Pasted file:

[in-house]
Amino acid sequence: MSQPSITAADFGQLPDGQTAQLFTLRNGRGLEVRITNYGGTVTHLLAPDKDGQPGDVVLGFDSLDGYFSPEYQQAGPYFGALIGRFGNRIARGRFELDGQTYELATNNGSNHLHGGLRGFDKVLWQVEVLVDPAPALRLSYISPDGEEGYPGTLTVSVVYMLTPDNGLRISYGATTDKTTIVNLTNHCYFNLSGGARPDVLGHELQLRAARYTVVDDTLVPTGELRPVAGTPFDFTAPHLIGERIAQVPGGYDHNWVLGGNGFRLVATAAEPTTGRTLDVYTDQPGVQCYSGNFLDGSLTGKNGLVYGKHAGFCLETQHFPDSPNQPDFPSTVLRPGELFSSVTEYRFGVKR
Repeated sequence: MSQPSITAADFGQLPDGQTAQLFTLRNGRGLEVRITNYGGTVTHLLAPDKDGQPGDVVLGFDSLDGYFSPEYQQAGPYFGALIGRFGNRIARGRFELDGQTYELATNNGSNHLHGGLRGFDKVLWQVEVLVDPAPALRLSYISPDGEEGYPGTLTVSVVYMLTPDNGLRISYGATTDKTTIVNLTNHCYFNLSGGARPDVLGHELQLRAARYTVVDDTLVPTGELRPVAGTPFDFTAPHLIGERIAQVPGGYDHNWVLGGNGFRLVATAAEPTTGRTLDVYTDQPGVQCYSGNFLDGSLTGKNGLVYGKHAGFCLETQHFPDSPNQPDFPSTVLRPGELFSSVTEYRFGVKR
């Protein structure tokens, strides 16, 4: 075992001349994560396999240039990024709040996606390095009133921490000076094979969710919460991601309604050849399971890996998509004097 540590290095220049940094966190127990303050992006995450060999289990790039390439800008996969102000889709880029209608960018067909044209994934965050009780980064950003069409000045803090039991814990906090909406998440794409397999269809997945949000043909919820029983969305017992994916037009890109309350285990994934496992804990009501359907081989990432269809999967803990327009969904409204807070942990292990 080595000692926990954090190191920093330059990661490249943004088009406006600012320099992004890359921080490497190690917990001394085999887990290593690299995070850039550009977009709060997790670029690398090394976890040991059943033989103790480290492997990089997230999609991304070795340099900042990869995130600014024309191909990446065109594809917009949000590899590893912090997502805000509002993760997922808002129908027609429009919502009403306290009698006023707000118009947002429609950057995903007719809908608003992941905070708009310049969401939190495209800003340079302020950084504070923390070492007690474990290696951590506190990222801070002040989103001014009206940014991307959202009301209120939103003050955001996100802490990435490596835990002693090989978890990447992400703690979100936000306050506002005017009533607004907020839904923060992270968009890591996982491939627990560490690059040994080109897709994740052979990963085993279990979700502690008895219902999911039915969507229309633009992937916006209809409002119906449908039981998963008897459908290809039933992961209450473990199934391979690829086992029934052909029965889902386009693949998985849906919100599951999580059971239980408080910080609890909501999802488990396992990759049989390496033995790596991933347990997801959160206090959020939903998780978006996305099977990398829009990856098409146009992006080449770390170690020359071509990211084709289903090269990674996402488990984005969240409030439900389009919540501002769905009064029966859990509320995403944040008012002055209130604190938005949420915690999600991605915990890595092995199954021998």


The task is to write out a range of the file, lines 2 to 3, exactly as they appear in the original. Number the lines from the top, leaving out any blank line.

Amino acid sequence: MSQPSITAADFGQLPDGQTAQLFTLRNGRGLEVRITNYGGTVTHLLAPDKDGQPGDVVLGFDSLDGYFSPEYQQAGPYFGALIGRFGNRIARGRFELDGQTYELATNNGSNHLHGGLRGFDKVLWQVEVLVDPAPALRLSYISPDGEEGYPGTLTVSVVYMLTPDNGLRISYGATTDKTTIVNLTNHCYFNLSGGARPDVLGHELQLRAARYTVVDDTLVPTGELRPVAGTPFDFTAPHLIGERIAQVPGGYDHNWVLGGNGFRLVATAAEPTTGRTLDVYTDQPGVQCYSGNFLDGSLTGKNGLVYGKHAGFCLETQHFPDSPNQPDFPSTVLRPGELFSSVTEYRFGVKR
Repeated sequence: MSQPSITAADFGQLPDGQTAQLFTLRNGRGLEVRITNYGGTVTHLLAPDKDGQPGDVVLGFDSLDGYFSPEYQQAGPYFGALIGRFGNRIARGRFELDGQTYELATNNGSNHLHGGLRGFDKVLWQVEVLVDPAPALRLSYISPDGEEGYPGTLTVSVVYMLTPDNGLRISYGATTDKTTIVNLTNHCYFNLSGGARPDVLGHELQLRAARYTVVDDTLVPTGELRPVAGTPFDFTAPHLIGERIAQVPGGYDHNWVLGGNGFRLVATAAEPTTGRTLDVYTDQPGVQCYSGNFLDGSLTGKNGLVYGKHAGFCLETQHFPDSPNQPDFPSTVLRPGELFSSVTEYRFGVKR